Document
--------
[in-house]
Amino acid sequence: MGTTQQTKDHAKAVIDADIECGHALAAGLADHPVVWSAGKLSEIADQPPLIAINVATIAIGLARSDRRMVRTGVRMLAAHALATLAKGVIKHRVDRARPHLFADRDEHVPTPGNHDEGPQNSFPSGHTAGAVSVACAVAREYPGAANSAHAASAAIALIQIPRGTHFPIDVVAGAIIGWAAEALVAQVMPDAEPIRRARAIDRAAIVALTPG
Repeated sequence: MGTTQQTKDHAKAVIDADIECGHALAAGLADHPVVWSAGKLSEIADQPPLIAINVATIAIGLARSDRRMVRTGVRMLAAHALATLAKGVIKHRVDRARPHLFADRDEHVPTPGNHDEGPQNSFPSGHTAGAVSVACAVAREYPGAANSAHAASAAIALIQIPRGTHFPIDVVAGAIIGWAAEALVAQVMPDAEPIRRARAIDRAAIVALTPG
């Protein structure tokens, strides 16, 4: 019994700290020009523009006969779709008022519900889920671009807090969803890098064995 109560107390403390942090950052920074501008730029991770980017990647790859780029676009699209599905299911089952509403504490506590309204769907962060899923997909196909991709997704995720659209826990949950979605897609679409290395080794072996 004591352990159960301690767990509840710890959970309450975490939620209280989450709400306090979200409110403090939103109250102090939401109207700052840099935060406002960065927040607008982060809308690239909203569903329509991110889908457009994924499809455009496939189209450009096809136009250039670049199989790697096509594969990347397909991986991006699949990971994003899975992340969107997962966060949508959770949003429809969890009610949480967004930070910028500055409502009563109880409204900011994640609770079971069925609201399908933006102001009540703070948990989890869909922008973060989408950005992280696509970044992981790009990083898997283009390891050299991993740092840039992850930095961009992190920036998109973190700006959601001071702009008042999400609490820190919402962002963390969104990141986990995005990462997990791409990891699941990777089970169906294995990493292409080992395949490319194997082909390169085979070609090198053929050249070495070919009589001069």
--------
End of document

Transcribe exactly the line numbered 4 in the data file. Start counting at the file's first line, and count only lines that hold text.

């Protein structure tokens, strides 16, 4: 019994700290020009523009006969779709008022519900889920671009807090969803890098064995 109560107390403390942090950052920074501008730029991770980017990647790859780029676009699209599905299911089952509403504490506590309204769907962060899923997909196909991709997704995720659209826990949950979605897609679409290395080794072996 004591352990159960301690767990509840710890959970309450975490939620209280989450709400306090979200409110403090939103109250102090939401109207700052840099935060406002960065927040607008982060809308690239909203569903329509991110889908457009994924499809455009496939189209450009096809136009250039670049199989790697096509594969990347397909991986991006699949990971994003899975992340969107997962966060949508959770949003429809969890009610949480967004930070910028500055409502009563109880409204900011994640609770079971069925609201399908933006102001009540703070948990989890869909922008973060989408950005992280696509970044992981790009990083898997283009390891050299991993740092840039992850930095961009992190920036998109973190700006959601001071702009008042999400609490820190919402962002963390969104990141986990995005990462997990791409990891699941990777089970169906294995990493292409080992395949490319194997082909390169085979070609090198053929050249070495070919009589001069």